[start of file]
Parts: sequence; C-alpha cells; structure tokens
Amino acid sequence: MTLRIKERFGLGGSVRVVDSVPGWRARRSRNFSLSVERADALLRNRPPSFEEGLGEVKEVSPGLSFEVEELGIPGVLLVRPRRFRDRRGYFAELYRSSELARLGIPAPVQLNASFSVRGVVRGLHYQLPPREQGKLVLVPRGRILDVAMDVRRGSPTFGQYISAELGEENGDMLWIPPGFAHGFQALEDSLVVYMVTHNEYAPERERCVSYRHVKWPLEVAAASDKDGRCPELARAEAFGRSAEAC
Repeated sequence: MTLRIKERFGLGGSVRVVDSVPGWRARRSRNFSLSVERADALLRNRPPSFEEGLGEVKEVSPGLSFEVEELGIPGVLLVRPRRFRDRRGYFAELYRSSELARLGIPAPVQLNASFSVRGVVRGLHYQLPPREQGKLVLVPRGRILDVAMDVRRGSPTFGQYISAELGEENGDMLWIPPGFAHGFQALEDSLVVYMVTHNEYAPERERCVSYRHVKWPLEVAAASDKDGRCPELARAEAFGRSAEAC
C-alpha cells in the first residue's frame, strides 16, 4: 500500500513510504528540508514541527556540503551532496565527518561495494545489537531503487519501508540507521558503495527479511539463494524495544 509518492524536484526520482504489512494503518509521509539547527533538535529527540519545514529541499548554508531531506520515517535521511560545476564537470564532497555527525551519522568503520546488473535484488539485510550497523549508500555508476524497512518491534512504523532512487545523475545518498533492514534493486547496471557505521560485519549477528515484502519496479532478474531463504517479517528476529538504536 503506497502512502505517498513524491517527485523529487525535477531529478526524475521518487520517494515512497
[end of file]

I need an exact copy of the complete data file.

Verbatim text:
Parts: sequence; C-alpha cells; structure tokens
Amino acid sequence: MTLRIKERFGLGGSVRVVDSVPGWRARRSRNFSLSVERADALLRNRPPSFEEGLGEVKEVSPGLSFEVEELGIPGVLLVRPRRFRDRRGYFAELYRSSELARLGIPAPVQLNASFSVRGVVRGLHYQLPPREQGKLVLVPRGRILDVAMDVRRGSPTFGQYISAELGEENGDMLWIPPGFAHGFQALEDSLVVYMVTHNEYAPERERCVSYRHVKWPLEVAAASDKDGRCPELARAEAFGRSAEAC
Repeated sequence: MTLRIKERFGLGGSVRVVDSVPGWRARRSRNFSLSVERADALLRNRPPSFEEGLGEVKEVSPGLSFEVEELGIPGVLLVRPRRFRDRRGYFAELYRSSELARLGIPAPVQLNASFSVRGVVRGLHYQLPPREQGKLVLVPRGRILDVAMDVRRGSPTFGQYISAELGEENGDMLWIPPGFAHGFQALEDSLVVYMVTHNEYAPERERCVSYRHVKWPLEVAAASDKDGRCPELARAEAFGRSAEAC
C-alpha cells in the first residue's frame, strides 16, 4: 500500500513510504528540508514541527556540503551532496565527518561495494545489537531503487519501508540507521558503495527479511539463494524495544 509518492524536484526520482504489512494503518509521509539547527533538535529527540519545514529541499548554508531531506520515517535521511560545476564537470564532497555527525551519522568503520546488473535484488539485510550497523549508500555508476524497512518491534512504523532512487545523475545518498533492514534493486547496471557505521560485519549477528515484502519496479532478474531463504517479517528476529538504536 503506497502512502505517498513524491517527485523529487525535477531529478526524475521518487520517494515512497